The Art of Batak

April 11, 2014 at 5:48 pm | Posted in itchy fingers | Leave a comment

Itchyfingers were delighted to find another interesting exhibit at the Asian Civilisation Museum (ACM) when we were there visiting the “Secrets of the Fallen Pagoda” exhibition. This is an exhibition about the Batak, a group of six communities related by language and culture from the mountainous interior of northern Sumatra. Over 80 works in wood, stone, and bronze on loan are on show, 20 of which have been donated to the ACM.

Coincidentally, Tisu Boy had a company trip to Lake Toba not too long ago….

The Batak were greatly feared by their coastal neighbours as headhunters and sorcerers….Wow…makes you think of black magic….and something on the dark side….But maybe because all the artefacts were already cleaned up and now displayed nicely in museum, Itchyfingers think they are actually very cool pieces of art….very graphical and stylised…

The magic staff is the most important tool of the priest. This one, called tungkot malehat, is in the form of a human figure riding a singa, or a mythical lion-like beast. He is usually surrounded by smaller figures with their hands pressed together, possibly as a sign of respect or deference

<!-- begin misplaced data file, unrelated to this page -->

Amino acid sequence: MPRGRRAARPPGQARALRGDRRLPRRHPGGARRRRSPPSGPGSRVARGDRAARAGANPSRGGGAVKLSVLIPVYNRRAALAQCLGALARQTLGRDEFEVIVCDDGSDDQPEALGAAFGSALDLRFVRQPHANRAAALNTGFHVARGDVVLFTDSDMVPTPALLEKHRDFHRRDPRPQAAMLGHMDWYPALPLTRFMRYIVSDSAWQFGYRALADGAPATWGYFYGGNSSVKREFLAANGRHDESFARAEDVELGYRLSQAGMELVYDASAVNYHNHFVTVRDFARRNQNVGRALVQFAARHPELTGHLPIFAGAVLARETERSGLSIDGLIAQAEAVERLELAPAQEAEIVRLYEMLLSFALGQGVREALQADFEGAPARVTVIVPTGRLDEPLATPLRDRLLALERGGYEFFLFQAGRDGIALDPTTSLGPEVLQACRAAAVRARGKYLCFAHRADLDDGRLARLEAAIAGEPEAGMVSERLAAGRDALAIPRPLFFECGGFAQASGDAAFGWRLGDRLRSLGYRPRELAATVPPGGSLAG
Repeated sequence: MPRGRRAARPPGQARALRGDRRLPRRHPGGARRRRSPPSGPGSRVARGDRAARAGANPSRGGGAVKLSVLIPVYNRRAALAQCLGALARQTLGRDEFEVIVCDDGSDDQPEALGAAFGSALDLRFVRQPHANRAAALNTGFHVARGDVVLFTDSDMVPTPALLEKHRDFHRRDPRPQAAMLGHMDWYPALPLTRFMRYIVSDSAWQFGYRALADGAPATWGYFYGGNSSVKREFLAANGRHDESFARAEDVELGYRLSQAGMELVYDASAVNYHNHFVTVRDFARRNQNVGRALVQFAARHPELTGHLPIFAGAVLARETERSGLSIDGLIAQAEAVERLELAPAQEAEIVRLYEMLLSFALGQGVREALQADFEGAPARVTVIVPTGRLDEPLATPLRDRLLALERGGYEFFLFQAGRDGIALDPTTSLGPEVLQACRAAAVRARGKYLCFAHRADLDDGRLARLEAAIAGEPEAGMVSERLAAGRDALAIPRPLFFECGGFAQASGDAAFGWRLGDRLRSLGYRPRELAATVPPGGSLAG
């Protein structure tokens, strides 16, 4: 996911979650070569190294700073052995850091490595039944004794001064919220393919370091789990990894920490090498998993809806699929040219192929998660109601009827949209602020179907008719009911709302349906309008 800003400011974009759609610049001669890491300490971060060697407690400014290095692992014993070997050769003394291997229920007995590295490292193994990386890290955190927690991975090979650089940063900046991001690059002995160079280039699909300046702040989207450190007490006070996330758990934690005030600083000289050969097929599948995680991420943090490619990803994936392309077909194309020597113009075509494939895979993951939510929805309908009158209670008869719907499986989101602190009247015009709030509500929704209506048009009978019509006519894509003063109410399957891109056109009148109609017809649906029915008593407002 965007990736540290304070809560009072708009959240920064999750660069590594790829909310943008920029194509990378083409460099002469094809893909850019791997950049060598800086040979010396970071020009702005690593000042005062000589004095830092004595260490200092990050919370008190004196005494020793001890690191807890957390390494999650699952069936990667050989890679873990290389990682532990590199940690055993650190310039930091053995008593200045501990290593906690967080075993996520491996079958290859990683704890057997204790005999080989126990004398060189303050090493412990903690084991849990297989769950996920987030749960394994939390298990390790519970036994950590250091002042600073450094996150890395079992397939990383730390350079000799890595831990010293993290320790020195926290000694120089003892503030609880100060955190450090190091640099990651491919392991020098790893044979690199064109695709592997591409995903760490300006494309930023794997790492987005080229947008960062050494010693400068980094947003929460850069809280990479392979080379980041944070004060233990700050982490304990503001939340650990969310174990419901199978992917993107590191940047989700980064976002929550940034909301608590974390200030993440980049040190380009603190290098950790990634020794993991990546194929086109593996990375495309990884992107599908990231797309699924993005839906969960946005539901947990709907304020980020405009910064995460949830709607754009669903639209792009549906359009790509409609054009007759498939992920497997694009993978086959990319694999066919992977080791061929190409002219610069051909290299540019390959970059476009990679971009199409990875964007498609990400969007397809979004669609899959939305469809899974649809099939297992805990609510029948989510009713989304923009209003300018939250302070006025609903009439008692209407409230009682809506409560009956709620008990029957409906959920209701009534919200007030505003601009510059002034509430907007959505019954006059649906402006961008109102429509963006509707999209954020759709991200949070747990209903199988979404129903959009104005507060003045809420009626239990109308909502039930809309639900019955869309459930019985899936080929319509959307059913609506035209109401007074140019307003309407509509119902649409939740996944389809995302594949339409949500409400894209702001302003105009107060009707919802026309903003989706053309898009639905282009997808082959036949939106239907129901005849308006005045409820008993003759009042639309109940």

The other form of the magic staff is the totem pole-like tunggal panaluan, with many figures and animals atop one another….This one looks very comical….

Some used strings….Not sure if the white stuff were bones….

Palm fibre was used for many of these magic staffs….Looks like real hair!

This magic staff is topped by a horse and rider surmounting small squatting figures with hands clasped over their knees…Can’t see them here cos all the artefacts were displayed behind glass and there were so much reflection from the surrounding windows. Also, since most of the pieces were dark in color, photographing them with proper exposure was a real challenge.. The magic staffs are also so long, so most of our photos show just close-ups or parts of the magic staff…